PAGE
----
Many people have shifted to a vegan or plant-based diet, necessitating shopping from a vegan grocery list. These diets eliminate all animal products, including meat, fish, poultry, seafood, eggs, all forms of dairy, and in many cases, animal by-products such as honey.
In addition, many vegans seek to avoid otherwise plant-based food and beverages that have been processed using animal products. These include sugar, which is sometimes processed using charred animal bones, as well as wine, which might be "fined," or clarified, using egg white or other animal-derived ingredients.
If someone is adopting a plant-based lifestyle, or expects guests who are vegan, preparing a plant-based meal plan, along with a vegan grocery list, is a smart idea. A list helps identify the products and can prevent the accidental purchase of a non-vegan product.
It is also important to note that many people with food sensitivities and allergies can benefit from plant-based foods and ingredients: Dairy and egg, for example are both known allergens and can trigger gastro-intestinal upset. A vegan grocery list can be suitable for people with these health concerns.
A Vegan grocery list
Below is a list of pantry and kitchen staples that can make cooking and meal preparation easy. Keep in mind, however, that many commercial food products are "accidentally vegan," so it pays to read food labels before purchasing specialty products that might be more expensive.
Many people enjoy a tall glass of milk with cookies, poured over cold cereal, added to coffee or tea, or use milk in cooking and baking. Fortunately, a vegan diet does not force a person to abandon this creamy, rich beverage. Instead, there are numerous plant-based milks on the market, many of which taste remarkably like dairy milk.
When purchasing vegan milks, cooks should consider how they plan to use the milk, as well as whether anyone in the household has allergies to ingredients such as tree nuts or soy. There's a full range of plant-based milks on the market, including oat milk, rice milk and milk made from a variety of nuts. Another option is to make own nut milk at home using a high-powered blender and a strainer bag.
Beans and lentils
Many good vegans get the bulk of their protein from beans and lentils. Beans and lentils are inexpensive, extremely adaptable, highly nutritious and also quite tasty.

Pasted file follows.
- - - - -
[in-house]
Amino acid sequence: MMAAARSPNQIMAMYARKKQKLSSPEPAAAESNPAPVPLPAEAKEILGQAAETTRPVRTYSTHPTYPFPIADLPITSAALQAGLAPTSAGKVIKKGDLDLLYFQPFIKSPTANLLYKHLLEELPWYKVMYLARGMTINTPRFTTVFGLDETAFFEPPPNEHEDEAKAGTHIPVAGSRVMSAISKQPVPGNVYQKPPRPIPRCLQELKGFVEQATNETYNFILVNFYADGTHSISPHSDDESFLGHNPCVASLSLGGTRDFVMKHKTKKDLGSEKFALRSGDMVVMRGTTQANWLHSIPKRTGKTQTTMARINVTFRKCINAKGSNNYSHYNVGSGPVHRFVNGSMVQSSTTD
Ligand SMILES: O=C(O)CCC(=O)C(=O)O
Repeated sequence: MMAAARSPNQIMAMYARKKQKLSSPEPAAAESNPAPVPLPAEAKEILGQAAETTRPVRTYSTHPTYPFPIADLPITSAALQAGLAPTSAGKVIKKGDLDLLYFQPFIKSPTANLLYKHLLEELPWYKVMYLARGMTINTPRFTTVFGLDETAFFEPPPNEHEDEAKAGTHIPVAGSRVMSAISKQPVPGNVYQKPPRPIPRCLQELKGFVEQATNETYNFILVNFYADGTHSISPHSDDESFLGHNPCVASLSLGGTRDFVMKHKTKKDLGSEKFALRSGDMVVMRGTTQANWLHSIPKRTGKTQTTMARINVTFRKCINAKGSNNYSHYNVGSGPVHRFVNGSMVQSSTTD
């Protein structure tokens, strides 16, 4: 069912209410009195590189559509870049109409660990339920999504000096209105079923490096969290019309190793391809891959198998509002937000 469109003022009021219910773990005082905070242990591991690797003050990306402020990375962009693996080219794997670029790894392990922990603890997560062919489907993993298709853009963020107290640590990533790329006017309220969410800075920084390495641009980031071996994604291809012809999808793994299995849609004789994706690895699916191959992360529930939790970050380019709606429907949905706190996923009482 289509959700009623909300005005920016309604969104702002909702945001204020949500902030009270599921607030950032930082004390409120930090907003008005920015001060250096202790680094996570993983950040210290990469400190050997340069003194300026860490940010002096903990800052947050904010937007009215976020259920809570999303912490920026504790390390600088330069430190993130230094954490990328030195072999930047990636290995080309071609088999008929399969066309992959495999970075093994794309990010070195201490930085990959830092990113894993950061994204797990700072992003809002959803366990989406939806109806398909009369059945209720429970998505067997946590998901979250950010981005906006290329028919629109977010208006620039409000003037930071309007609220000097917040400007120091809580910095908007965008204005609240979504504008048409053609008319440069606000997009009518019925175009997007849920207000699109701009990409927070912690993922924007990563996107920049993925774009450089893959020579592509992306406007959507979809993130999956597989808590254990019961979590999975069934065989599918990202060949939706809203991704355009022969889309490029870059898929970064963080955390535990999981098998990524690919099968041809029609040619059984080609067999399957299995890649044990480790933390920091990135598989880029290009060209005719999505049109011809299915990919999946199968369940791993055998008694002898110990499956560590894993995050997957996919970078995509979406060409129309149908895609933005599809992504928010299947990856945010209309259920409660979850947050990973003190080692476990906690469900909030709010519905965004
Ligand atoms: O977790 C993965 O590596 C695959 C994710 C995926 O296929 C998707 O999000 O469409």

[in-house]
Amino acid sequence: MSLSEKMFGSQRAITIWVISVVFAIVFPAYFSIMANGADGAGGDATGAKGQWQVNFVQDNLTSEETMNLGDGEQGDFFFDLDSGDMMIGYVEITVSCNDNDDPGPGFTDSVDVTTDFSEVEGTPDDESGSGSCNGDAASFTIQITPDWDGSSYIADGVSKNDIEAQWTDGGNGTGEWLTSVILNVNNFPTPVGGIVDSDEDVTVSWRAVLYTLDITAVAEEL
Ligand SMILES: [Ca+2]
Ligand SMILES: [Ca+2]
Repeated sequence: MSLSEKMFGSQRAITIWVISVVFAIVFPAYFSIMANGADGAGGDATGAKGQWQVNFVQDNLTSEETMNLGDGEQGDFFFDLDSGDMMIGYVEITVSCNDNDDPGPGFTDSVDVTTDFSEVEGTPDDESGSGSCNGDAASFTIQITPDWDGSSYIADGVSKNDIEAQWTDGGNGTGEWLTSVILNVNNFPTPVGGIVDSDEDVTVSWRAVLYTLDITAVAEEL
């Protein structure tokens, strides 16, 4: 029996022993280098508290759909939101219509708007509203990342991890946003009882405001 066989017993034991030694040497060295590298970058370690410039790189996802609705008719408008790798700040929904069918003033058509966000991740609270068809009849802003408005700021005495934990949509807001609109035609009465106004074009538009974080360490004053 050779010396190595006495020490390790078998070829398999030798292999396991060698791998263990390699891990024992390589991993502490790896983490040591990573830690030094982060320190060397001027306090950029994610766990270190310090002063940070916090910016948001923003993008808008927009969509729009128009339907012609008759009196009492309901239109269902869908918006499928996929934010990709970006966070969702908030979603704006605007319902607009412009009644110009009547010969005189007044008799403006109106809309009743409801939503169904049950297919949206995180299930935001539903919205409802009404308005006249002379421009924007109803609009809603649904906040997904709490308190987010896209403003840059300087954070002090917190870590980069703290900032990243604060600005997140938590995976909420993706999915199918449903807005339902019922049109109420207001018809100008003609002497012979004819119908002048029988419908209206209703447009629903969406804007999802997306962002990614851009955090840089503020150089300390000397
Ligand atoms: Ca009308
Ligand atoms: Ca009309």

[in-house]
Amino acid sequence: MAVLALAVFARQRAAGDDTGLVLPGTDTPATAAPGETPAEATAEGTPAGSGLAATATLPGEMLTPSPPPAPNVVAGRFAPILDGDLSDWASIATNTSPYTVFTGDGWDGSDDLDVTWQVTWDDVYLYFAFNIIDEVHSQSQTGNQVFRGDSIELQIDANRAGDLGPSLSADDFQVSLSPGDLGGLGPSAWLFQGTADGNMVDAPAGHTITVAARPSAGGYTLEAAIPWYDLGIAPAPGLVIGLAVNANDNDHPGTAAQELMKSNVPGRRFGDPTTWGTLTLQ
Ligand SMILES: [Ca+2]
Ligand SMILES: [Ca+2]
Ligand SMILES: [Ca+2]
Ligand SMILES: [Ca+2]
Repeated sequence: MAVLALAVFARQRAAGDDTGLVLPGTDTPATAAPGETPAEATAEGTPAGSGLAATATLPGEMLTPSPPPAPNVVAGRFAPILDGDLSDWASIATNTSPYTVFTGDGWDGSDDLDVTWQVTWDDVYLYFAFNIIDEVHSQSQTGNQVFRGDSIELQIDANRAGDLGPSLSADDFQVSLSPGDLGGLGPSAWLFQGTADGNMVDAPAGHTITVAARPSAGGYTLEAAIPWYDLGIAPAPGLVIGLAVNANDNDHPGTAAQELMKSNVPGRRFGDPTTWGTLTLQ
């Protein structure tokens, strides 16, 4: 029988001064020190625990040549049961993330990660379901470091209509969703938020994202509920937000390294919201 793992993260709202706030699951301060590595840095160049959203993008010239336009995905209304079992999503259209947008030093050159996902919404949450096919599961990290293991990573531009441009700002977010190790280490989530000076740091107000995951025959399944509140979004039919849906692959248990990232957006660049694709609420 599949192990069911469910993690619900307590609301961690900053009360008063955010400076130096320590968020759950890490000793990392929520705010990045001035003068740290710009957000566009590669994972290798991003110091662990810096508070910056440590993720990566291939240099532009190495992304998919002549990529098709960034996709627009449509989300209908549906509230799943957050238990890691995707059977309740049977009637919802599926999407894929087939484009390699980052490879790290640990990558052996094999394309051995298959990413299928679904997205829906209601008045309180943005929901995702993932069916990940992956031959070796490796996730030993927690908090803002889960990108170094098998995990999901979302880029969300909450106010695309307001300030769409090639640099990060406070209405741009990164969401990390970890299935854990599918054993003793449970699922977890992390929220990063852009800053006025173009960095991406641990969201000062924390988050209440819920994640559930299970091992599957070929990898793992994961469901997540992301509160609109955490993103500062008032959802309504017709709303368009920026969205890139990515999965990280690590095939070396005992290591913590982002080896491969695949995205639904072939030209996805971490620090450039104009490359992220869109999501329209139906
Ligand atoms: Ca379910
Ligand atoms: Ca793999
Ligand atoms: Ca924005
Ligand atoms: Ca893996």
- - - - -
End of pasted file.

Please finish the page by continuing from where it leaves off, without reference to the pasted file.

Many people opt to purchase dried beans, which are often quite affordable, shelf-stable and offer excellent taste and texture once soaked and prepared. While soaking beans can take a significant amount of time, it is possible to prepare beans in 60-90 minutes in an Instant Pot.
As an alternative to these slower cooking methods, one can purchase canned beans. These tend to cook up in a matter of minutes. It is also possible to use the canning liquid from chickpeas as a vegan substitute for egg whites. This substance, called "aquafaba" can be whipped like egg whites and used in baking, merengue, and cocktails.
As much as many people eating a plant-based diet appreciate beans, lentils and vegetables, others long for the taste and texture of meat. There are many meat substitutes now on the market, and these can be found in regular grocery stores. These include burgers, sausages, and cutlets that strongly resemble poultry beef and pork.
In addition, it is also possible to create meat substitutes at home, such as veggie pulled pork or veggie ribs, from items such as seitan, tempeh, tofu, or unripe jackfruit. Seitan and tofu are available in many supermarkets: Unripe jackfruit and tempeh may be harder to find, but can be purchased online or in many ethnic markets.
Seasonings and condiments
Herbs, spices and condiments add flavor to food and, in the case of vegan food, often provide the savory taste or "umami" that make dishes satisfying. Obviously salt, pepper, and a range of basic seasonings are good additions to a vegan grocery list. Here are some other condiments to consider:
Soy sauce: Soy sauce is an excellent way to add umami to any dish. It can be found at all grocery stores.
Miso paste: Miso paste is made from fermented soy and, like soy sauce, adds a lot of concentrated flavor to dishes. Many people use it to glaze vegetables and other proteins. Check the Asian food section at standard supermarkets. Asian markets will also sell miso paste.
Nutritional yeast: Nutritional yeast is used to add a rich, cheesy flavor to foods. It can be hard to find at standard grocery stores, though health food stores will have it.
Vegan mayonnaise: Many people feel that commercial vegan mayonnaise is as good as, if not better, than regular mayonnaise. Mayonnaise is wonderful on sandwiches and is a key ingredient in vegetable and pasta salads, as well as salad dressings.
Vegan butters: There are many vegan butters on the market, including compound butters that incorporate seasonings. These can be used for spreading on bread, be added to pasta, or used in cooking and baking.
Advances in food science, along with consumer demand, has made it easier than ever for plant-based eaters, and those who cook for them, to find everything on their vegan grocery lists.